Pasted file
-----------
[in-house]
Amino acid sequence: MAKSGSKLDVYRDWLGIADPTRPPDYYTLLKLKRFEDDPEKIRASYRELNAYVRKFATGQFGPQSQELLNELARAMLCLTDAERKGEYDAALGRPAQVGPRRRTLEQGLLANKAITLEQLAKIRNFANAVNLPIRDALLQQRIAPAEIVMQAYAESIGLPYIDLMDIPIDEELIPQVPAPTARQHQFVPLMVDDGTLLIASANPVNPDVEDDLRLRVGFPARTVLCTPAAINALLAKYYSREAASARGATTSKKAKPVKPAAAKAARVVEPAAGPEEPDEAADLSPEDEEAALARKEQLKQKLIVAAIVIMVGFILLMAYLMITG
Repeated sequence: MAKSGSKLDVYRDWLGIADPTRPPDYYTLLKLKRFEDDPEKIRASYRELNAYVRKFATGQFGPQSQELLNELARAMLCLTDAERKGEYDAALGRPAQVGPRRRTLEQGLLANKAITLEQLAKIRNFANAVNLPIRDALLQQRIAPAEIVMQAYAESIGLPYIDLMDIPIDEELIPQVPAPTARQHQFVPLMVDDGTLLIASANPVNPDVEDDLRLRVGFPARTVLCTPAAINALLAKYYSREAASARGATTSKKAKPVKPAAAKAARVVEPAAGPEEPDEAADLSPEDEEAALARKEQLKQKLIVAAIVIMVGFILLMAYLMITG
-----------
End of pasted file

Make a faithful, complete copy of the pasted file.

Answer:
[in-house]
Amino acid sequence: MAKSGSKLDVYRDWLGIADPTRPPDYYTLLKLKRFEDDPEKIRASYRELNAYVRKFATGQFGPQSQELLNELARAMLCLTDAERKGEYDAALGRPAQVGPRRRTLEQGLLANKAITLEQLAKIRNFANAVNLPIRDALLQQRIAPAEIVMQAYAESIGLPYIDLMDIPIDEELIPQVPAPTARQHQFVPLMVDDGTLLIASANPVNPDVEDDLRLRVGFPARTVLCTPAAINALLAKYYSREAASARGATTSKKAKPVKPAAAKAARVVEPAAGPEEPDEAADLSPEDEEAALARKEQLKQKLIVAAIVIMVGFILLMAYLMITG
Repeated sequence: MAKSGSKLDVYRDWLGIADPTRPPDYYTLLKLKRFEDDPEKIRASYRELNAYVRKFATGQFGPQSQELLNELARAMLCLTDAERKGEYDAALGRPAQVGPRRRTLEQGLLANKAITLEQLAKIRNFANAVNLPIRDALLQQRIAPAEIVMQAYAESIGLPYIDLMDIPIDEELIPQVPAPTARQHQFVPLMVDDGTLLIASANPVNPDVEDDLRLRVGFPARTVLCTPAAINALLAKYYSREAASARGATTSKKAKPVKPAAAKAARVVEPAAGPEEPDEAADLSPEDEEAALARKEQLKQKLIVAAIVIMVGFILLMAYLMITG